(Phys.org) —When observing the bright explosion of a White Dwarf star in our neighbouring galaxy last year, researchers from The Australian National University collected the largest ever data set on what they recognised as one of our best 'standard candles' yet for distance measurements in the Universe.
"We know how a candle of a particular brightness grows fainter as it is moved further away from us. So, if we know the true brightness of the candle (in this instance, supernova SN 2012fr) and we measure its observed brightness, we can then calculate the interceding distance," said Dr Michael Childress.
Supernova SN 2012fr left a chemical fingerprint which has been analysed by a team of researchers led by Dr Childress from the ANU Research School of Astronomy and Astrophysics and which also includes Nobel Laureate Professor Brian Schmidt.
Their data shows unprecedented, and quite unusual, layering in the material that was burnt and ejected in the explosion, especially silicon and iron.
Two distinct layers of silicon were found: one thick, outer layer that had faded by the time the supernova reached its peak brightness on 12 November 2012 (16 days after the initial explosion), and one deeper layer that hardly changed for several weeks after the explosion.
"As it turns out, SN 2012fr is not just another supernova but a really interesting case. Since it was discovered within a day of explosion, we were able to study it in greater detail than almost any supernova ever discovered," Dr Childress said.
"Because we know the distance to its host galaxy (NGC 1365), this supernova actually lets us better calibrate all Type Ia Supernova observations to measure distances in the Universe, using what we call the 'standard candle' technique.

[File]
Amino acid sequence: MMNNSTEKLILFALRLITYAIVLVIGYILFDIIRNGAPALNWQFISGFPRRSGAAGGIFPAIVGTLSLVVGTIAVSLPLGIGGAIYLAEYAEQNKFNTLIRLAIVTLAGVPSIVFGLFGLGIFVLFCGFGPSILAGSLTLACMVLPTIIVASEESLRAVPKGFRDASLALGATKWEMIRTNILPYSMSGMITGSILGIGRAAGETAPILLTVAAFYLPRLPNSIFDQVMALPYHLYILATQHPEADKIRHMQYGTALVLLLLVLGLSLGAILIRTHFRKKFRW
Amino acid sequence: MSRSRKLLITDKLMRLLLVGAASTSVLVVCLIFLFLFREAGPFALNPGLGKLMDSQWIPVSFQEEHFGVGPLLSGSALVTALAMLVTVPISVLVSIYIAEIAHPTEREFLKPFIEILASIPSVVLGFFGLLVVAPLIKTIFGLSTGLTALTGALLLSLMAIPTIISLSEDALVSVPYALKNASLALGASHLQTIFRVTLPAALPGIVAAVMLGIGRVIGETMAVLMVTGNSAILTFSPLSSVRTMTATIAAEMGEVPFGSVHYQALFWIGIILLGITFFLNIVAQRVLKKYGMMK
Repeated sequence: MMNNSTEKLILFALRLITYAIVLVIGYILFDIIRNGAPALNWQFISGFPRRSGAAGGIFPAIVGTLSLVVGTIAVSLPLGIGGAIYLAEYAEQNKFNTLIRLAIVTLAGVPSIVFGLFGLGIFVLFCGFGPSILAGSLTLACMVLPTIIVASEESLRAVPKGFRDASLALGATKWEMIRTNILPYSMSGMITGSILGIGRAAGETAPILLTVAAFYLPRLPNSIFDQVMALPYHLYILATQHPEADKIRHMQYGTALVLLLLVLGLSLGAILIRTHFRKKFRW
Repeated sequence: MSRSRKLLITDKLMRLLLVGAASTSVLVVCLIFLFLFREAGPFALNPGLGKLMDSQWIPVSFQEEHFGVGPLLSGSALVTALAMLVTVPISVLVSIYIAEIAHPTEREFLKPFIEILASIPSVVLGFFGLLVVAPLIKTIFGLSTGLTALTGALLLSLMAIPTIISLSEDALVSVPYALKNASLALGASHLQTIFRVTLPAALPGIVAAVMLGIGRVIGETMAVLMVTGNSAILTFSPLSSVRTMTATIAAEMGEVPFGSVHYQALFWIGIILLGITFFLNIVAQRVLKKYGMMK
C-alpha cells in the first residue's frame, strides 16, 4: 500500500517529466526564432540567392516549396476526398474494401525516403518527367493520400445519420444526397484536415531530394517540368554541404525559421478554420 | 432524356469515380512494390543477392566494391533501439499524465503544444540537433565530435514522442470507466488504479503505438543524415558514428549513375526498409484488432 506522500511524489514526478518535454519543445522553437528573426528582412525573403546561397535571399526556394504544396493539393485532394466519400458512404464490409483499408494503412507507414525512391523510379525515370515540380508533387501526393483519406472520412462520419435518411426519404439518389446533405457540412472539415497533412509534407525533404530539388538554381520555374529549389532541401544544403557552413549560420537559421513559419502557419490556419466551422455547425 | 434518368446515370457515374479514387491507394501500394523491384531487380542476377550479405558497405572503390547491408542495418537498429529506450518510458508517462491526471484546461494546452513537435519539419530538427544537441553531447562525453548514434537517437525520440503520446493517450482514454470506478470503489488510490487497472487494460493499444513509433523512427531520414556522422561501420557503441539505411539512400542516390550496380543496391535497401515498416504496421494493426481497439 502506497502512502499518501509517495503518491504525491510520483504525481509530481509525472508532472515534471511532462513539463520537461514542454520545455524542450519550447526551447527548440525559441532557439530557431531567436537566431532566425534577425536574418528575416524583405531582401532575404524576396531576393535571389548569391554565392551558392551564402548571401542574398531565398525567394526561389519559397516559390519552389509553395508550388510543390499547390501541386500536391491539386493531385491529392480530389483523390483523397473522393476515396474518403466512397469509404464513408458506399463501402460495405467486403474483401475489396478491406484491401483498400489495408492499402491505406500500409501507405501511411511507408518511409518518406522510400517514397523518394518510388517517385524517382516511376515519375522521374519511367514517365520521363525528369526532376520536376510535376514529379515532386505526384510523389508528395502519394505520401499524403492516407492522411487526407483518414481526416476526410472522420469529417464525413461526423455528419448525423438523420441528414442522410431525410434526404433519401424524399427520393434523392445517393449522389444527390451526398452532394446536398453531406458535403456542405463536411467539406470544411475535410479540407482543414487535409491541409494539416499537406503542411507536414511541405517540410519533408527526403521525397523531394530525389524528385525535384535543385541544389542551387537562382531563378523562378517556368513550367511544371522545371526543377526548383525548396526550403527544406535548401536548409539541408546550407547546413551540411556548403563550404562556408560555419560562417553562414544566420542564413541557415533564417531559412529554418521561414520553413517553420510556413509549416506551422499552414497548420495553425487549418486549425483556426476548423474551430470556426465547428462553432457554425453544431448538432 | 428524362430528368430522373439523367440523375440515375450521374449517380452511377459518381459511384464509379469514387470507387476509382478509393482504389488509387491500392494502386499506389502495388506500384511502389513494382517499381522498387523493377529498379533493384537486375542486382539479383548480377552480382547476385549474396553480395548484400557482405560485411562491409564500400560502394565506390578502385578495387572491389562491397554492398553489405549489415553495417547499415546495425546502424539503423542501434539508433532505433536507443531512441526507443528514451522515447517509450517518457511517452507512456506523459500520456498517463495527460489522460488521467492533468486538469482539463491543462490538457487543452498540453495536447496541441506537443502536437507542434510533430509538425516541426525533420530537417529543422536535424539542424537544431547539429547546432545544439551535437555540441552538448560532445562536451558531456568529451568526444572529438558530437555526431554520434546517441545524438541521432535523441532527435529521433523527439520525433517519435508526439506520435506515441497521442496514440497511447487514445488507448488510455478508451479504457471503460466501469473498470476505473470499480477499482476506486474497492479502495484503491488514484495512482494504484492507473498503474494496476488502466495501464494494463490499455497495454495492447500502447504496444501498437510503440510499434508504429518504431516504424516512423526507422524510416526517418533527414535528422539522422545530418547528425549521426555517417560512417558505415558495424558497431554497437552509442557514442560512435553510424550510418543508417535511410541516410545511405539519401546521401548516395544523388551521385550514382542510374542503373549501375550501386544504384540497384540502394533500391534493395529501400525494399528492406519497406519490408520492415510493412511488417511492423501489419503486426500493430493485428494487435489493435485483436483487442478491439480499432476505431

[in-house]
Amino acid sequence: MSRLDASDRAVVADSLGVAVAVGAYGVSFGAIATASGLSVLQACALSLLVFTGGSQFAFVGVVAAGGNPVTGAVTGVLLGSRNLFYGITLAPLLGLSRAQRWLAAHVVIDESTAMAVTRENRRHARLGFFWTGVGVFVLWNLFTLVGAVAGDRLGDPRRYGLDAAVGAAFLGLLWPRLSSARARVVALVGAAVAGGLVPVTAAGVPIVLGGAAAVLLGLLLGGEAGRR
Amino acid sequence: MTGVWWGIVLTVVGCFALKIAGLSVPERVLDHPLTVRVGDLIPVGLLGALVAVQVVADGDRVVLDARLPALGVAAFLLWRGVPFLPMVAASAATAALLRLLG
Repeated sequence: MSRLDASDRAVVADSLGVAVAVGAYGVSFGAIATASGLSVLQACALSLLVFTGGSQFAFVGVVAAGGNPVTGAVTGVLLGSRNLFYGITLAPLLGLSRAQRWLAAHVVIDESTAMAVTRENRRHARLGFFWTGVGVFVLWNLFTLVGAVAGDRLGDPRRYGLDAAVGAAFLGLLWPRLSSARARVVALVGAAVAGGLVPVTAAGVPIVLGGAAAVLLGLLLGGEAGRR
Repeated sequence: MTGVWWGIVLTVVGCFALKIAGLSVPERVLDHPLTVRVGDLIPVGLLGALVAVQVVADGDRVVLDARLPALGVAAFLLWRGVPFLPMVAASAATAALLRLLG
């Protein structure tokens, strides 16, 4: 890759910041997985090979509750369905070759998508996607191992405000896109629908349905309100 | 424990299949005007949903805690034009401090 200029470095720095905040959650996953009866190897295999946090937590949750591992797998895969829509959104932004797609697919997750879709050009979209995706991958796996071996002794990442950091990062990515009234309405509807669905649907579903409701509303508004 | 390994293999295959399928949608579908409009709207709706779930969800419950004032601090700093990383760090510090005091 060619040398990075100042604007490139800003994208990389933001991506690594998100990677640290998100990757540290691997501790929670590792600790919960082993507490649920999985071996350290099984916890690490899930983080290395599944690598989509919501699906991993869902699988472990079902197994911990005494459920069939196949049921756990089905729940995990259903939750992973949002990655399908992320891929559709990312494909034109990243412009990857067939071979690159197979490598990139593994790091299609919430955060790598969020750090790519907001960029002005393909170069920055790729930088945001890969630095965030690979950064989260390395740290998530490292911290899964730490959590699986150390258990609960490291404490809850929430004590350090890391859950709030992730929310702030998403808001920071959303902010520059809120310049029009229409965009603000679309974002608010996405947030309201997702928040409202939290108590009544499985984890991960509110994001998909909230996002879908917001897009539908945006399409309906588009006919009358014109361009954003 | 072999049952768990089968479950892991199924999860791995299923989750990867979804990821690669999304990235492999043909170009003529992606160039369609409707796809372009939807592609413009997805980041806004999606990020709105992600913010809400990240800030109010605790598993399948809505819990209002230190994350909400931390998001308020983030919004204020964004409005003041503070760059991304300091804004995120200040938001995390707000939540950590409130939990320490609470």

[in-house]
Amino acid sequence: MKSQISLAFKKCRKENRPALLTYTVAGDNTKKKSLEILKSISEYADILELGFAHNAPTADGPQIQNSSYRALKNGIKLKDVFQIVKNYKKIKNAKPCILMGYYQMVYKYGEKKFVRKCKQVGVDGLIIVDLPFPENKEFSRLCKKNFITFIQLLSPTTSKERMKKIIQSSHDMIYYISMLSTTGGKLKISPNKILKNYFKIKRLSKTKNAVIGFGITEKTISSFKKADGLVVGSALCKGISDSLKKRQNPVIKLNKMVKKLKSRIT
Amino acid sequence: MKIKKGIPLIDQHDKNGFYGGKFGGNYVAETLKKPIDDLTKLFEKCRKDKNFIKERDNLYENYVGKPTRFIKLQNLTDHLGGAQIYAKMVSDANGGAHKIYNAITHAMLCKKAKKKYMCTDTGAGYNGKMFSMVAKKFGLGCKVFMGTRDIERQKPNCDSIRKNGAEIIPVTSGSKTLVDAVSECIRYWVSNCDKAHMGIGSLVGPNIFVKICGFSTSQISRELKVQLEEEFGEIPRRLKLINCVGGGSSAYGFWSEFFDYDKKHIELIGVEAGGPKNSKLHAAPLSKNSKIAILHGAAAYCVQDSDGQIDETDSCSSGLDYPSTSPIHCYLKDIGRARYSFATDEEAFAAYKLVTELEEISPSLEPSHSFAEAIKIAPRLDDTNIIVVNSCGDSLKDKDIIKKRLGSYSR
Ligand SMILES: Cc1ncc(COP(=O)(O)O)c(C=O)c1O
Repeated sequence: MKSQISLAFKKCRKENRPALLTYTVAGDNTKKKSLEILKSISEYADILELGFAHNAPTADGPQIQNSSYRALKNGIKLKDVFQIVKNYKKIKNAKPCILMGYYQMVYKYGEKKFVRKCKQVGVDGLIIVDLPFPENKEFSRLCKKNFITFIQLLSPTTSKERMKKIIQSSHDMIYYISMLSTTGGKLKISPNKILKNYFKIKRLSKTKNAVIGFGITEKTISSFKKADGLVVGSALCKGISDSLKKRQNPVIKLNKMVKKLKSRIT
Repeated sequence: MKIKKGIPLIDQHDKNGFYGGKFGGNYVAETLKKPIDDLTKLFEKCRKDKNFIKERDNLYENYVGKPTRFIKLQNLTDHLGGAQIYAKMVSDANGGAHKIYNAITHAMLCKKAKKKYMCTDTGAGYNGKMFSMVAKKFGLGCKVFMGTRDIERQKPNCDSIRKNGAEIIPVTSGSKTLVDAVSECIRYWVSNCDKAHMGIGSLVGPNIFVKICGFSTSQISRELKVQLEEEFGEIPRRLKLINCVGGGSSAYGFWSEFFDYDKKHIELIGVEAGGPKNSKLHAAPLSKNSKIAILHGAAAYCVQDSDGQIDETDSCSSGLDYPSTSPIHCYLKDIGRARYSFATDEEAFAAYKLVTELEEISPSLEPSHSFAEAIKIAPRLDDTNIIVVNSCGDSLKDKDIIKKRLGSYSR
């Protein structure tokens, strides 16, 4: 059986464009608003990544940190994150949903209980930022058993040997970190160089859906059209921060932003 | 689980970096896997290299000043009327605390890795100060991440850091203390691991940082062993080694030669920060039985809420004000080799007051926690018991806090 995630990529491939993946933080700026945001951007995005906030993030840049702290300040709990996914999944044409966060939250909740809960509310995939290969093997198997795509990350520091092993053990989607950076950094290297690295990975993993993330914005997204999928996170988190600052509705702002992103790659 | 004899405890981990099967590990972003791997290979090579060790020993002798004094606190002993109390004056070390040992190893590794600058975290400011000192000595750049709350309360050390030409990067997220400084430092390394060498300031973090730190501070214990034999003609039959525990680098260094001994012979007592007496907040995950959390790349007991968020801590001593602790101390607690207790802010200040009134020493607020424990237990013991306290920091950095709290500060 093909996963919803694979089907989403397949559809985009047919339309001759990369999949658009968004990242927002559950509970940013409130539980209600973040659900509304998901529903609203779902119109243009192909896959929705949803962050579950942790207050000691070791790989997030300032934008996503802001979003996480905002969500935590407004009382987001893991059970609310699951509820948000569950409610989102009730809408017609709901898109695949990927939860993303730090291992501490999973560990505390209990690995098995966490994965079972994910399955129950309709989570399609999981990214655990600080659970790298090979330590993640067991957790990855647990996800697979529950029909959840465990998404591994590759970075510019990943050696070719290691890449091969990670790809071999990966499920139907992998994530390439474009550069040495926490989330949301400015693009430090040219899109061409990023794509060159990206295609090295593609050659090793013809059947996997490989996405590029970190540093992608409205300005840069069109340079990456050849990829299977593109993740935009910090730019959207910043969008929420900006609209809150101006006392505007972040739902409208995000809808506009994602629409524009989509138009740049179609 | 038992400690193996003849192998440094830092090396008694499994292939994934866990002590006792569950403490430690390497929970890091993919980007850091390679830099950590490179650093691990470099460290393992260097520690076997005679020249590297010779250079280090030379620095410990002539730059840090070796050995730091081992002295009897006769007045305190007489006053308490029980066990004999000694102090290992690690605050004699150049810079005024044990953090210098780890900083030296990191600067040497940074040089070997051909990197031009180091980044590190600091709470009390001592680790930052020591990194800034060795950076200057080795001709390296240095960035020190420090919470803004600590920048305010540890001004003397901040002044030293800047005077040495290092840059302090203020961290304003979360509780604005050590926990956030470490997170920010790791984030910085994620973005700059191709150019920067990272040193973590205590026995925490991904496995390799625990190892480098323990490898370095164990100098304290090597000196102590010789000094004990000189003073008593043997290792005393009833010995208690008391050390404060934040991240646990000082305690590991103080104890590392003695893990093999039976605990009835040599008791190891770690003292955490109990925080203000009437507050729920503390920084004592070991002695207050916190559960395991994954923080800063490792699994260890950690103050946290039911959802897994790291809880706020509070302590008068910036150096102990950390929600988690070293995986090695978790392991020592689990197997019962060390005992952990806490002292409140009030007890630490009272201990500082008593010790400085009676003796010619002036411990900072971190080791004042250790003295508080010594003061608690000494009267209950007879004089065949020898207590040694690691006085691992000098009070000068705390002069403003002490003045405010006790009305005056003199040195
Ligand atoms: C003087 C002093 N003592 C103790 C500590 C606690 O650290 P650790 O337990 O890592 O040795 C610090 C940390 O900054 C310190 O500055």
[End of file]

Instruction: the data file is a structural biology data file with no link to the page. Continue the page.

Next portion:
Despite its unusual layers, SN 2012fr appears to still be classified as a so-called 'normal' Type Ia Supernova – which Professor Schmidt used in his Nobel Prize winning work to discover Dark Energy – and it also presents a key link in our cosmic distance ladder.
"Our analyses of SN 2012fr will increase the precision of which we can measure distances outside of our own galaxy, as well as improve our understanding of these explosive events and our ability to use them in the hunt for Dark Energy, the source of the accelerated expansion of the Universe," said Dr Childress.
This research is part of 'The Dark Universe' theme of the ARC Centre of Excellence for All-sky Astrophysics, CAASTRO (www.caastro.org) and is published today in The Astrophysical Journal.
Explore further: Astronomers see pebbles poised to make planets